CBD oil has become the marijuana topic of the moment. It transforms lives. It may even save them. And it’s making its way into the most unlikely of legislative corners.
But this drug, with all the promise it poses for children with severe seizure disorders, raises a host of troubling questions for the medical marijuana movement overall.
Most worrisome: Will politicians use CBD oil as an excuse to block real reform and prevent thousands of needy patients from accessing “real” medical marijuana? Nobody has the answers yet, but there are already signs many lawmakers are using CBD as an easy alternative to the MMJ many patients need.
CBD oil is a special extract of marijuana. It contains a high dose of CBD, a chemical believed to treat seizures. It contains little to no THC, the chemical in weed that gets users high.
The extract is ideal for young children with severe epilepsy. Taken under the tongue or mixed with food, it can reduce seizures more dramatically than any other drug, with far fewer side effects.
Mothers of some of the children who use or could use CBD oil have banded together into a political movement known as the “Marijuana Moms.” They have developed a great deal of sway in state capitols across the country.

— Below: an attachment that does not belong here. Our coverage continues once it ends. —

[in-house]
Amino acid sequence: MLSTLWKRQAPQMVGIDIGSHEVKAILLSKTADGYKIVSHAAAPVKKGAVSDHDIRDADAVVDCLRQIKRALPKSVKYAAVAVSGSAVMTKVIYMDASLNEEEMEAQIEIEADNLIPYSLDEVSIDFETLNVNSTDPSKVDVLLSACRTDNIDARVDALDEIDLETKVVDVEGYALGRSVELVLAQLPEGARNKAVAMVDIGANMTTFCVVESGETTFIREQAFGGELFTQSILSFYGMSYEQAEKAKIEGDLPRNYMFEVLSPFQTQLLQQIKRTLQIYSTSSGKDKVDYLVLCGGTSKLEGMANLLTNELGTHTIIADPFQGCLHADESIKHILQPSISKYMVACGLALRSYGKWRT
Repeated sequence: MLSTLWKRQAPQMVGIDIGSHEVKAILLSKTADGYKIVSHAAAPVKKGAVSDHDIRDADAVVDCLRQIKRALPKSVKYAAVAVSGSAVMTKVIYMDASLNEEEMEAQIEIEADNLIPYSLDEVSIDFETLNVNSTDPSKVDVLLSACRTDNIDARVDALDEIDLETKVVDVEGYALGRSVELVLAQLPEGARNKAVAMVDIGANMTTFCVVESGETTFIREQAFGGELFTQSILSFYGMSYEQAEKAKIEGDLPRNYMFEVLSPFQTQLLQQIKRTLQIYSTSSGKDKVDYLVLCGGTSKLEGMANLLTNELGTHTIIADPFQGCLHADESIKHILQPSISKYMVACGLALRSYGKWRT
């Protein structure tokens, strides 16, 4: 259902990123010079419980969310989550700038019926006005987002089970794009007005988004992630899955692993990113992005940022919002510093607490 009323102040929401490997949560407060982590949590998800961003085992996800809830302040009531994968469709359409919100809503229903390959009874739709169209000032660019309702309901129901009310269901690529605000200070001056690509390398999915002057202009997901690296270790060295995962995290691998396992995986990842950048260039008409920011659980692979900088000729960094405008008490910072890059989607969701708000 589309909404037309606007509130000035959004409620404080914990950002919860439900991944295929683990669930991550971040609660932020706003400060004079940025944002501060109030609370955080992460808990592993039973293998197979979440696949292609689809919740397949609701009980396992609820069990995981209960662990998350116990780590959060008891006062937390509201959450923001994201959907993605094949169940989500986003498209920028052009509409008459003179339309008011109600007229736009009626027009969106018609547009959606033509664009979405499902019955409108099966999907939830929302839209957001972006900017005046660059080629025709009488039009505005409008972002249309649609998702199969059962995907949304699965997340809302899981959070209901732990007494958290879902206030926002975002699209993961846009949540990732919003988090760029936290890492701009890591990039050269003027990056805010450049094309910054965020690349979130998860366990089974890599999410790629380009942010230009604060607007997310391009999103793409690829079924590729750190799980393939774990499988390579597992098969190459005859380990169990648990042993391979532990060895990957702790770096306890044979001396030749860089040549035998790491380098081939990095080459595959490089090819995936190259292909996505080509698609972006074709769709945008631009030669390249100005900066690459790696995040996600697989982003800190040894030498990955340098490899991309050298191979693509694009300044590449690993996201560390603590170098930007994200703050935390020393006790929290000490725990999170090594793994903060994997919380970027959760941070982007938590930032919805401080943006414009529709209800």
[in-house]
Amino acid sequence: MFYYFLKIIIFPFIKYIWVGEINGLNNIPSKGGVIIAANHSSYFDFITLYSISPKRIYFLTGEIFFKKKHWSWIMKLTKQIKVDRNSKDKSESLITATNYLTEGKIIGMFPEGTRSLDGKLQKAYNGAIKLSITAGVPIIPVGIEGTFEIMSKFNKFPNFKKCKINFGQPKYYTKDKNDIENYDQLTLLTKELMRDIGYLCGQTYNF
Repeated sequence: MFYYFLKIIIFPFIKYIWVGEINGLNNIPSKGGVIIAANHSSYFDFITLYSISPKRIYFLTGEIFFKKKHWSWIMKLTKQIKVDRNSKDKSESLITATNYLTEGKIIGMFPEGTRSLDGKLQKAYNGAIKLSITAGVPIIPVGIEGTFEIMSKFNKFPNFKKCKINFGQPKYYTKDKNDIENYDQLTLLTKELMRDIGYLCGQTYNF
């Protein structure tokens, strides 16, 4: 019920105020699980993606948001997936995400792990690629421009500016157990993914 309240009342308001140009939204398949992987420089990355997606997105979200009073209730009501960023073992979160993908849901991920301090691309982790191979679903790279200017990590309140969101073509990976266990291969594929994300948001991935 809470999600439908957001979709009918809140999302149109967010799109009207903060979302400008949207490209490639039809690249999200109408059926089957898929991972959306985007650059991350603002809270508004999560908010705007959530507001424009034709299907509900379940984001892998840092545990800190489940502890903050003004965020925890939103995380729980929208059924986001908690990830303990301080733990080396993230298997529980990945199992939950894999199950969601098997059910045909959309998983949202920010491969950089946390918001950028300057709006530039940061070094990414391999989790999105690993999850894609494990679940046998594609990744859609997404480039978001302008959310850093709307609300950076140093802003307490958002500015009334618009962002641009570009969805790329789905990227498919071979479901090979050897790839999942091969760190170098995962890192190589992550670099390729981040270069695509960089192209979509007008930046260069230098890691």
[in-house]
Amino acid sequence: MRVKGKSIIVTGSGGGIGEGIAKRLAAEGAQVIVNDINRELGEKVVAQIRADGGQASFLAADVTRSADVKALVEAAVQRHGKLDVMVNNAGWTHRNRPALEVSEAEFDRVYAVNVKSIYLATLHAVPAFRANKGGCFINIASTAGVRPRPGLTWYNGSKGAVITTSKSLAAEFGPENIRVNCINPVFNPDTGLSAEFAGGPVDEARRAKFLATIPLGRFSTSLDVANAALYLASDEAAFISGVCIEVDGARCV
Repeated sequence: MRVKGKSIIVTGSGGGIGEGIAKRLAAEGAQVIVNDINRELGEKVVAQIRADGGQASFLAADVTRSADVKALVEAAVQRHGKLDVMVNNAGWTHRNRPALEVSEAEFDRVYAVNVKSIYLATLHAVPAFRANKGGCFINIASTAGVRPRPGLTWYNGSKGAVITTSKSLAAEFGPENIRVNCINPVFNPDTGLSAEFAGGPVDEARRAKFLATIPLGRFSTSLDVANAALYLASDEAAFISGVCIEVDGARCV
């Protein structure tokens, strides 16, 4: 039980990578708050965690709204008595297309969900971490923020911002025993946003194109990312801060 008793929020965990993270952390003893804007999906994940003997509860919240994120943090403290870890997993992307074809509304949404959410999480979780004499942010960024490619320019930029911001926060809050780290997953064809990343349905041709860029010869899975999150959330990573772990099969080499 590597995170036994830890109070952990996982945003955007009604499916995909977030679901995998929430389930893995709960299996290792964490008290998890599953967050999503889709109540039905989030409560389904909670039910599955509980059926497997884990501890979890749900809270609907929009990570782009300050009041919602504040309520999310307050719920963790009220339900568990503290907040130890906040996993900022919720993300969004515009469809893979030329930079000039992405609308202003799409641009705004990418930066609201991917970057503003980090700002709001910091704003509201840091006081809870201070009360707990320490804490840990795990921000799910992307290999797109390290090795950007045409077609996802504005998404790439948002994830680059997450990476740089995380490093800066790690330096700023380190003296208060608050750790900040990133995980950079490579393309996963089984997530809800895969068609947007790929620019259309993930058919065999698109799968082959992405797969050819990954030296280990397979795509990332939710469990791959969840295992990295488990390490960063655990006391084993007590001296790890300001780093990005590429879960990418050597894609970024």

Some of these parents have moved with their children to Colorado, where MMJ is available for children. Others have stayed and fought for legislative change.
In some states, such as New Jersey, this has contributed to successful medical marijuana programs. But in others, from Minnesota to Mississippi, it has fueled a new legislative movement.
This approach seeks to legalize only CBD extract. No other form of marijuana would be allowed for any use. These laws appeal to conservatives because they appease parents but don’t let anyone get high or have fun.
The problem is, they also deprive most prospective MMJ patients of their medicine. CBD oil works for epileptic children, but no one else. Other patients need the healing power of THC and other chemicals in marijuana.
A particular danger is that broader efforts to legalize medical pot will be left behind. Politicians will pat themselves on the back, tell themselves they “did medical marijuana,” and leave patients out in the cold. It could delay reform by years.
“Is it better than nothing?” asked Mason Tvert, spokesman for the Marijuana Policy Project. “Potentially. But if it means there is no longer a pressing need for comprehensive medical marijuana legislation, these will be a net negative.”